With a background in art, Professor Kylie Peppler brings a unique perspective to designing toolkits for complex learning, viewing hands-on creativity as foundational to STEM education. “As we start to pull the crafts out of K-12 education, we weaken embodied understanding into just a flattened space with abstract thinking only,” says Peppler, whose research shows just the opposite is needed. So, in teaching computational thinking, she uses everything from Lego robotics to e-textiles to paper circuits to “materialize” topics such as systems thinking or theories of complexity.
Professor Peppler is also using physical materials to diversify STEM participation, designing toolkits that aim to attract more women and minorities to the field. “The kits that we use shape not only the learning opportunities but also who participates in the field,” she says. “For example, we’ve been looking at traditional female crafts like crochet and knitting, weaving, and the Jacquard loom, and how careful, orchestrated engagement with these crafts can promote algorithmic learning about really advanced mathematics.” Peppler’s studies show that kits for sewing and stitching circuits promote better learning about electric circuits than traditional materials used in classrooms.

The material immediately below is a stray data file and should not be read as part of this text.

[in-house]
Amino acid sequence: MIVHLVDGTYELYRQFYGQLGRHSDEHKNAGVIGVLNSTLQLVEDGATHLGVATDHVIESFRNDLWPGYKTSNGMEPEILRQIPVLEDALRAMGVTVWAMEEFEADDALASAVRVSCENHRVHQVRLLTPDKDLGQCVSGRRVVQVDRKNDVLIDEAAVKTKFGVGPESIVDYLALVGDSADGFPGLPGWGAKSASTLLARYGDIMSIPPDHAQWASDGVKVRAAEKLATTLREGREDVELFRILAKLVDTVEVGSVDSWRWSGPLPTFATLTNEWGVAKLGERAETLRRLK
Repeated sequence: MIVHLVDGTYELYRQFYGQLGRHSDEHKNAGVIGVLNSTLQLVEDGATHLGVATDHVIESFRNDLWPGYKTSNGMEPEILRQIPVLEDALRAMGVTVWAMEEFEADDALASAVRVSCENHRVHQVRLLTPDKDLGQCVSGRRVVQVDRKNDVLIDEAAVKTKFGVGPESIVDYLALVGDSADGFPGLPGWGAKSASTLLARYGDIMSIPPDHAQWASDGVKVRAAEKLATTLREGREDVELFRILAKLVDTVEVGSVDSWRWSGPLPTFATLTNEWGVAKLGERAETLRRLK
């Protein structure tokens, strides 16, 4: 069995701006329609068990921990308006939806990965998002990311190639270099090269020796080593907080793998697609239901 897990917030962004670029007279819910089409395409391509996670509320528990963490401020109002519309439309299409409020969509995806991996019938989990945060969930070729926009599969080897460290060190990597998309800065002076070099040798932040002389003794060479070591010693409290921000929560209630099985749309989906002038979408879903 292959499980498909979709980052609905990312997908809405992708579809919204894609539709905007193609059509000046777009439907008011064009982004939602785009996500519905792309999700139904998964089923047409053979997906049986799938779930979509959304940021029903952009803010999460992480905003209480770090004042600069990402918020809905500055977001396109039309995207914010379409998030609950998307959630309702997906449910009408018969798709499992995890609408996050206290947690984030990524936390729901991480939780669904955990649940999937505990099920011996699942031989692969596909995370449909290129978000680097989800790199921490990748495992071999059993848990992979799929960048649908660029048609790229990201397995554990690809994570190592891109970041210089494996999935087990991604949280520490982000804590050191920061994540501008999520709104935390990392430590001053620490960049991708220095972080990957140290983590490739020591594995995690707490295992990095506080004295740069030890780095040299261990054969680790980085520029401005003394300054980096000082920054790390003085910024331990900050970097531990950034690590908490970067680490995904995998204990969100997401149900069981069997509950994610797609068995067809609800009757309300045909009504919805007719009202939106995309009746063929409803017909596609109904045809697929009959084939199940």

Extending her research into the workplace, Professor Peppler asserts that when it comes to education, “I’ll go not only as young as I can but also as old, because a lot of these things also have implications for workplace learning and ongoing education for adults.” Partnering with a variety of employers, including Boeing, she is researching a platform for simulating interactions between workers, robots and machines in future factories to improve agility and productivity. According to Peppler, instead of displacing workers, technology can “make workers smarter and give them the information they need to create things.”